Kennedy After Dark: A Dinner Party About Politics and Power

In this exclusive transcript from the JFK library, hear what he had to say just days after announcing his candidacy for the presidency

"It's possible my natural level is in the Senate," John F. Kennedy said—but then he won the 1960 election. As president, he and his wife hosted Ben and Tony Bradlee (left and third from left) at the White House. (John F. Kennedy Presidential Library and Museum)
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(Continued from page 7)

JFK: Well, I think my biggest help, really was getting started, and my father’s having been known. And therefore when you walked up to somebody, you had some entree. That’s a far greater advantage to me, I think, than the financial [unclear]. Coming from a politically active family was really the major advantage.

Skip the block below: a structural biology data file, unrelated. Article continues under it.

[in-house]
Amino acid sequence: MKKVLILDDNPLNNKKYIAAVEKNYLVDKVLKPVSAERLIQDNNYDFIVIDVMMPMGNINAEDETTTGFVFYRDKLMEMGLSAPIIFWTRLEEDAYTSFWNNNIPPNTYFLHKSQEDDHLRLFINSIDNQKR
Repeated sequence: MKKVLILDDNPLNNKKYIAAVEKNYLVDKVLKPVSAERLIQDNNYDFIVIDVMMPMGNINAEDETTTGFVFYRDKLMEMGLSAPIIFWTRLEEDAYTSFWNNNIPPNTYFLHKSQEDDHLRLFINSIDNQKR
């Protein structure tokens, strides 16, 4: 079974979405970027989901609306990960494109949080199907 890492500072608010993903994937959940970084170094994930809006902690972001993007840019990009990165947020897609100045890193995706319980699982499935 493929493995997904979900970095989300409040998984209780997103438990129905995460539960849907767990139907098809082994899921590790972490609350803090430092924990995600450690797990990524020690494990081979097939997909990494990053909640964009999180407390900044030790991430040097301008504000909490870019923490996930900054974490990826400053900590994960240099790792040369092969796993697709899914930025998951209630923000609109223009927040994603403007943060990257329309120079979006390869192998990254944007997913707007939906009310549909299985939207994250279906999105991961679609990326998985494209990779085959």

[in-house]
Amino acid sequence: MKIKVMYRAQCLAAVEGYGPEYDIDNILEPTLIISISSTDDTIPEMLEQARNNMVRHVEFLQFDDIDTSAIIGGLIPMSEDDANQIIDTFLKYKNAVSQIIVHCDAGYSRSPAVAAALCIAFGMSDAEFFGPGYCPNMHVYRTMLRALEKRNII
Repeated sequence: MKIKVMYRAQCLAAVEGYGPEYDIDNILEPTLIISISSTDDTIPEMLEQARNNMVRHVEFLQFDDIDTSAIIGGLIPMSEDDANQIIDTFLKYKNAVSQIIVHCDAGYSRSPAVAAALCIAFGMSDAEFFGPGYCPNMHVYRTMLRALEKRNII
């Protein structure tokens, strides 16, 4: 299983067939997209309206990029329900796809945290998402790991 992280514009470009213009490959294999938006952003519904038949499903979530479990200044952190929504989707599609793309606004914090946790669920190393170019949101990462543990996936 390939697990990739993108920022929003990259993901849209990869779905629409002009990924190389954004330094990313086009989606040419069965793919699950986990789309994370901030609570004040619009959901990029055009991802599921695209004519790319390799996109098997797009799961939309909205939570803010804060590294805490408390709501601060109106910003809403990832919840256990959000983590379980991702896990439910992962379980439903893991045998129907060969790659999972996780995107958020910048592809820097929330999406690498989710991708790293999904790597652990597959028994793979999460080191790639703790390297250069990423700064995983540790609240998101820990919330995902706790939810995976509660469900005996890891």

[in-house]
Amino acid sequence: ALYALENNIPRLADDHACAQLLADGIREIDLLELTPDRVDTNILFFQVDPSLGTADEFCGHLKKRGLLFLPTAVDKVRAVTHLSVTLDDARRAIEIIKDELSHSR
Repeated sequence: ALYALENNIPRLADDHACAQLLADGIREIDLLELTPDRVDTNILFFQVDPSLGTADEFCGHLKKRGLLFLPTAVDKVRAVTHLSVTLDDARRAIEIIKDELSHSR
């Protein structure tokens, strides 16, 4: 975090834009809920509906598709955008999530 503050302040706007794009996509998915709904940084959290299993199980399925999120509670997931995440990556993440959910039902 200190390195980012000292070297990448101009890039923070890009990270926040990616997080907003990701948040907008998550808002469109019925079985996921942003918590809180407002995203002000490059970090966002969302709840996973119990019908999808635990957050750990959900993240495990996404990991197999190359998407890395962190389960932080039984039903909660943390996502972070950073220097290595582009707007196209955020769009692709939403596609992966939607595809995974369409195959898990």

Cannon: You think there’s more advantage in having financial backing, so that you didn’t have to worry?

JFK: Well, I have to worry, because I could be defeated.

Cannon: But you don’t have to worry about your family, about being out of a job, if you should be defeated.

JFK: No, but I worry, I wouldn’t like to try to pick up my life at forty-five, -six, or -seven, and start after twenty years of being in politics, and try to pick up my life then. That would be a source of concern to me. Many politicians probably are lawyers and would start in something else. I’m not a lawyer. It would be a problem for me to decide. Maybe need a different degree. I mean, it’s like having your leg up to your ankle or to your knee amputated, it’s still disturbing.

Bradlee: Jack, what career might you pick?

JFK: I don’t know what I’d do. This just happens to be . . .

Bradlee: Does that mean that politics is an all-inclusive profession?


JFK: I don’t see really what you do out of it. I went in when I, college, politics. Where would you go? What would I do now? I couldn’t possibly. I don’t know what I’d do.


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